When people hear about cancer and its risks, they often panic. No one wants to be faced with a cancer diagnosis because it can be frightening and leave a person feeling uncertain about their future. While head and neck cancer account for only around 4% of all cancers, it is essential individuals know about the risks of head and neck cancer. Protecting a person’s health begins with knowing the facts.

Facts About Neck Cancer

Learning as much as possible about neck cancer is vital for ensuring a person is able to protect their health. Unfortunately, the symptoms caused by neck cancer can often mimic symptoms of other conditions that are benign in nature. This is why many people are not properly diagnosed in the beginning stages. The following are some of the facts individuals need to know about neck cancer.

  • People over the age of 50 are most commonly diagnosed with this type of cancer
  • The five-year survival rate for neck cancer is around 76%
  • Pain and swelling in the neck are two of the most common symptoms
  • Neck cancer can cause fever, night sweats, and weight loss
  • Neck cancer occurs more often in those who use tobacco products

Neck cancer can occur in people of all ages, but it generally does not begin until middle age or older. Those who smoke or use tobacco products are in greater danger, along with those who drink alcohol on a regular basis.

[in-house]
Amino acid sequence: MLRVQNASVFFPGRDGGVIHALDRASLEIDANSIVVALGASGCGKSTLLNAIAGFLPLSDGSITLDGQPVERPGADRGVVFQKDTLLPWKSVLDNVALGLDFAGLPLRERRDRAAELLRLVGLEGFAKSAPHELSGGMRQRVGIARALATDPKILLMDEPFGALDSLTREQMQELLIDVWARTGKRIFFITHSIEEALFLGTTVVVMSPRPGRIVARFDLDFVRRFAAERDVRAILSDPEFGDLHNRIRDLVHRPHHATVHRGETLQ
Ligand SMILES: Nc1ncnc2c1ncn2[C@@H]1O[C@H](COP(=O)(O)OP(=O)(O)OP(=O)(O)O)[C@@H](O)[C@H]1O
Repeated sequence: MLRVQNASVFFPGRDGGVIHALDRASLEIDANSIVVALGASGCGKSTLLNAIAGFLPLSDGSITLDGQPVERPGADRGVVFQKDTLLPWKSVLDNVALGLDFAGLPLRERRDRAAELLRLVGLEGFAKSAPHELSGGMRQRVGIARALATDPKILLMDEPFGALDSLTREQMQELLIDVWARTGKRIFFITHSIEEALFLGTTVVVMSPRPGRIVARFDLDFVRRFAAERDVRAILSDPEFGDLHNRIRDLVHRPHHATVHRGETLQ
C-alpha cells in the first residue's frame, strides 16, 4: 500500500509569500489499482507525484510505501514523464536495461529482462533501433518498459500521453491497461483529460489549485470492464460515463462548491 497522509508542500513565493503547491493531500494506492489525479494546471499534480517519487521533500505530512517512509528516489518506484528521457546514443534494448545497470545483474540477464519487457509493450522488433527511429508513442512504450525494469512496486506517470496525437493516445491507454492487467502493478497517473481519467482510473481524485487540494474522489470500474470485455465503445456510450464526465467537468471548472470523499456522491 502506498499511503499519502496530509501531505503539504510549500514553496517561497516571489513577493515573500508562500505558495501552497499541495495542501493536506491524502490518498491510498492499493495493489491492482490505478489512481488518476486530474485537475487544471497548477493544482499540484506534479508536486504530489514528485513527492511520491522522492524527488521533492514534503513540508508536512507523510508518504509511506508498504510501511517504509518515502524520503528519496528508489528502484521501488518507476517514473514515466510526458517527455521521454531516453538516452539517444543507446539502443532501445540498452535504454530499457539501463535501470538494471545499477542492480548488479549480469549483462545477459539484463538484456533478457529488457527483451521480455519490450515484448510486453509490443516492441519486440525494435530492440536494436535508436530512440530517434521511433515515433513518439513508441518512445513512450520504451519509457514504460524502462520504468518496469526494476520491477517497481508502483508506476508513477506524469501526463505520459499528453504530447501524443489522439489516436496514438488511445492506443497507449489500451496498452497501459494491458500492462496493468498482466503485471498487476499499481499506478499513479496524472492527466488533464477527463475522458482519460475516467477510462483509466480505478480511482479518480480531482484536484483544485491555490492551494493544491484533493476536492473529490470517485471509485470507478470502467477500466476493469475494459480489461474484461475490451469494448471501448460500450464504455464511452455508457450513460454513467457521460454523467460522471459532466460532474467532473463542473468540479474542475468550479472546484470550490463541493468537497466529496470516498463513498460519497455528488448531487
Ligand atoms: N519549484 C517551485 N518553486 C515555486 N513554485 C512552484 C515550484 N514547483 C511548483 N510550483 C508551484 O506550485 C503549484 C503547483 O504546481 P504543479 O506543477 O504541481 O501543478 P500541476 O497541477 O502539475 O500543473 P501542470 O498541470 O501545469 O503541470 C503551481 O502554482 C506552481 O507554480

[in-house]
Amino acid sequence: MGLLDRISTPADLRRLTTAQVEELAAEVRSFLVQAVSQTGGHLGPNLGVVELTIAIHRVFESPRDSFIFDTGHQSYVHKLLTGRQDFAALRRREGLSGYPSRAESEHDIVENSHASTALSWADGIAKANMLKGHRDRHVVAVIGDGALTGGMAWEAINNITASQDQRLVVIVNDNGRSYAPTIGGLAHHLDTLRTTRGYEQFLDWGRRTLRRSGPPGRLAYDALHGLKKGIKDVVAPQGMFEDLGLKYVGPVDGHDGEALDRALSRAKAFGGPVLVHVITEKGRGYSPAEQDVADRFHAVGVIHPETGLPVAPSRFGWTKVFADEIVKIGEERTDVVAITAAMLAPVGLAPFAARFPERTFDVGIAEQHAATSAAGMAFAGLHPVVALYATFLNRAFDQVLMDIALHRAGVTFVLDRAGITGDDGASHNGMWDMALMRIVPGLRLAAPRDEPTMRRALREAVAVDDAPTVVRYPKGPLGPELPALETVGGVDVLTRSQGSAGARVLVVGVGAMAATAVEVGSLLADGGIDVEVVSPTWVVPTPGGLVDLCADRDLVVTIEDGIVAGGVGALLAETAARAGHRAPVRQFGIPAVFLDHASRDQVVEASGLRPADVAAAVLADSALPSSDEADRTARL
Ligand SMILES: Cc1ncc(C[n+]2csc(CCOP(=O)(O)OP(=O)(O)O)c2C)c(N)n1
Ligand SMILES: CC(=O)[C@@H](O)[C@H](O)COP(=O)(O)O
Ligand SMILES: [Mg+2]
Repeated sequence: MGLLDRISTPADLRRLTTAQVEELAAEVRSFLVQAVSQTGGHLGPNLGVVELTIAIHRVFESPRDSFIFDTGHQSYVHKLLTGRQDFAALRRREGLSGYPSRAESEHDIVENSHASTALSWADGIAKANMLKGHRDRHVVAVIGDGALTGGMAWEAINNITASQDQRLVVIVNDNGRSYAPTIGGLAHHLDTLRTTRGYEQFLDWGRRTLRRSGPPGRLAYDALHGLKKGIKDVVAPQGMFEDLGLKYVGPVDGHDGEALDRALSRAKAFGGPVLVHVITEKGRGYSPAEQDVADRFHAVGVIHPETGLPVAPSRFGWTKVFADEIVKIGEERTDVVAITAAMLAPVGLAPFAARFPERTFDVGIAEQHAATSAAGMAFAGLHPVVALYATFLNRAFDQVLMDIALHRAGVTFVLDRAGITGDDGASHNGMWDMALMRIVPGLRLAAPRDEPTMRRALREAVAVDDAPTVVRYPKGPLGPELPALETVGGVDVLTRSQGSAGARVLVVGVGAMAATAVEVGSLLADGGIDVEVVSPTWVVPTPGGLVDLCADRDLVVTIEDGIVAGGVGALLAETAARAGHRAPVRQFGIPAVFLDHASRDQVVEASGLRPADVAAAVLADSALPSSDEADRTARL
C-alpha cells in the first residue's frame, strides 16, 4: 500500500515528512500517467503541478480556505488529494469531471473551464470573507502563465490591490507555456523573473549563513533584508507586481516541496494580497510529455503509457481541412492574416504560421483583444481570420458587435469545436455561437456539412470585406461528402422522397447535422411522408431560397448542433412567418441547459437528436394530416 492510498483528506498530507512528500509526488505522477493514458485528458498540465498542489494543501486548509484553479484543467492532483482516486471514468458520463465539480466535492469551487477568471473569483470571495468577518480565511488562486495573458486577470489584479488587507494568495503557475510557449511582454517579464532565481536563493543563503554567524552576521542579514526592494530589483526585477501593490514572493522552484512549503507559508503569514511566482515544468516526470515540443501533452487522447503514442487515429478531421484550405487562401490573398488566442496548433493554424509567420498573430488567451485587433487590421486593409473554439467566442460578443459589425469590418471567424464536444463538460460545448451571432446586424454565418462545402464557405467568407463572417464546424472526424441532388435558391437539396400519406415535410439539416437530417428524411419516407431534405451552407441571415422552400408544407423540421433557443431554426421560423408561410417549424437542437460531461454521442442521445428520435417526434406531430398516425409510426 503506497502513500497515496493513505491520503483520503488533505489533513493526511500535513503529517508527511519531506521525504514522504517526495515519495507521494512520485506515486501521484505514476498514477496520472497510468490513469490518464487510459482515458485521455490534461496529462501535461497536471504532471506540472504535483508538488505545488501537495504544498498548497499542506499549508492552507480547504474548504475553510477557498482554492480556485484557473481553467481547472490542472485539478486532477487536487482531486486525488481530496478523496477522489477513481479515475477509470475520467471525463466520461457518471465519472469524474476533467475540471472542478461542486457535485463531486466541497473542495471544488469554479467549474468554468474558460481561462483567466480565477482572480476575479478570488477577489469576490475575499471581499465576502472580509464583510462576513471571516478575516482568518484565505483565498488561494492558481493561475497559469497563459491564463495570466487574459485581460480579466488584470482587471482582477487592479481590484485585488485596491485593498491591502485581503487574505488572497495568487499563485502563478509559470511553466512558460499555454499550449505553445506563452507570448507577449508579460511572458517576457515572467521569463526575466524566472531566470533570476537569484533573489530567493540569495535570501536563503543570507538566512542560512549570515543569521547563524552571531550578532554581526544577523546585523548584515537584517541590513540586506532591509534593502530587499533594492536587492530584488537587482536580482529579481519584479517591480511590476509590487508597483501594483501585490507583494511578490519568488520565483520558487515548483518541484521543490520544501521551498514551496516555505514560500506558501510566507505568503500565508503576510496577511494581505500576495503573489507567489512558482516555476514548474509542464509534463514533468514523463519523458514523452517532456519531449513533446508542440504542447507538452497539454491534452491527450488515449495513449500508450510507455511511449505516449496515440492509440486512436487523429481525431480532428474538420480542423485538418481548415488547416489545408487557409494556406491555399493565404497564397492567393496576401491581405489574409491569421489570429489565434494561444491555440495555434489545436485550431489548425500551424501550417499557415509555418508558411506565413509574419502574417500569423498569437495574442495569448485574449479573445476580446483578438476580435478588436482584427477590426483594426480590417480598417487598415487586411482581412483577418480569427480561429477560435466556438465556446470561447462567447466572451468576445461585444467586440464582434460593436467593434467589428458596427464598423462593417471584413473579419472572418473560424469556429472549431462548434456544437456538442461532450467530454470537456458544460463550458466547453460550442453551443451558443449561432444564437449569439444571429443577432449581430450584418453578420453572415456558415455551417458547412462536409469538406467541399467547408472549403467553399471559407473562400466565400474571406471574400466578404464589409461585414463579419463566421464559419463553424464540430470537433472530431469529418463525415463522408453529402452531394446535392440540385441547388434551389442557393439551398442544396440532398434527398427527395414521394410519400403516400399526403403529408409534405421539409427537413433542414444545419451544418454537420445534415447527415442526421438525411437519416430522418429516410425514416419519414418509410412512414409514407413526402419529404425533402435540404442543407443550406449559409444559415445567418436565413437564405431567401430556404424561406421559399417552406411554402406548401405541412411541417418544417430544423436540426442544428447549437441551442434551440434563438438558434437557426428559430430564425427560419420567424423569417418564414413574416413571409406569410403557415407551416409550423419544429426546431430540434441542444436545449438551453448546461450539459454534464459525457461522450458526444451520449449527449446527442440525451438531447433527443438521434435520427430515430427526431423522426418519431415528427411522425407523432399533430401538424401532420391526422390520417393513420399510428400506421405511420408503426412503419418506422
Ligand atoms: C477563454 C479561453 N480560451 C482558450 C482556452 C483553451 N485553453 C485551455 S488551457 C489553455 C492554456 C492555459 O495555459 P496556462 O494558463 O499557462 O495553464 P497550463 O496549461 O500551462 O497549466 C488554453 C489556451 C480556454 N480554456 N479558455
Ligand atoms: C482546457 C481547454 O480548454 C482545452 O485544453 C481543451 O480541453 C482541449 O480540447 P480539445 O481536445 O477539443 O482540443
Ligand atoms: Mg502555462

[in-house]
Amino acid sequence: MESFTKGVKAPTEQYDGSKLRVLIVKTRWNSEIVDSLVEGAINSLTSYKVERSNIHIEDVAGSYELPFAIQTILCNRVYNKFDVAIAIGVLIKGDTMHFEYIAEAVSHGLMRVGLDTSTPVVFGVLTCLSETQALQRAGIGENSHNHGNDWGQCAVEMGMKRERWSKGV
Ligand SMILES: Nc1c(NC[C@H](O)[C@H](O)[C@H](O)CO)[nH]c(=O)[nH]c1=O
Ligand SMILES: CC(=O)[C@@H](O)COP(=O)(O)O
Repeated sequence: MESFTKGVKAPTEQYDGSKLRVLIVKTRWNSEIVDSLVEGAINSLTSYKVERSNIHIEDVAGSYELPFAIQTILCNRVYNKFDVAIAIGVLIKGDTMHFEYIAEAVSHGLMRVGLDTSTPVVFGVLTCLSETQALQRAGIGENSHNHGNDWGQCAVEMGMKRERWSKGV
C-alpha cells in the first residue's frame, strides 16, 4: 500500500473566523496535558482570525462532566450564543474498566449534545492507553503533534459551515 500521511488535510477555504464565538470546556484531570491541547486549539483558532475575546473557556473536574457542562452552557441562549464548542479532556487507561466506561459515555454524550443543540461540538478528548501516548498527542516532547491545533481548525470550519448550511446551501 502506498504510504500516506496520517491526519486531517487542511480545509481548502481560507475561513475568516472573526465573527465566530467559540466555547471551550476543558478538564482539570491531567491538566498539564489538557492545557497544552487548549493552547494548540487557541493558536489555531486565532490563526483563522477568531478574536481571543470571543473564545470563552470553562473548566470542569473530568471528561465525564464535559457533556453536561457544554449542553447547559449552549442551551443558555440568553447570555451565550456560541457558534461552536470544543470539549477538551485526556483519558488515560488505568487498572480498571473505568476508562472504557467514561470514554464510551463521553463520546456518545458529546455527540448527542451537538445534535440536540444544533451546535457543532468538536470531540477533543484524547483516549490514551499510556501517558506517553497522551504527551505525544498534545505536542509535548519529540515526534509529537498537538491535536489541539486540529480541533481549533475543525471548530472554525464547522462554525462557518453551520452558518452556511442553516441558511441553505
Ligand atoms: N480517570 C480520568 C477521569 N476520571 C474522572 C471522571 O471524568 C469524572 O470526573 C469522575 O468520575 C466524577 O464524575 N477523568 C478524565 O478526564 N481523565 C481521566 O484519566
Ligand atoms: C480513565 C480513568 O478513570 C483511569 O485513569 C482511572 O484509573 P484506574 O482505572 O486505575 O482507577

How Is Neck Cancer Diagnosed?

Most people are diagnosed because they are examined by their family doctor and begin talking about some of the symptoms above. Bloodwork can begin to reveal problems with the health, but imaging studies and biopsies are often needed when there is a chance cancer is in the body.

Once the cancer has been discovered, the patient will be sent to an oncologist for staging and treatment options. Most people respond well to a combination of radiation and chemotherapy, depending on how soon their cancer was diagnosed. With treatment, neck cancer can be destroyed so a person can improve their health and protect themselves against a future cancer reoccurrence.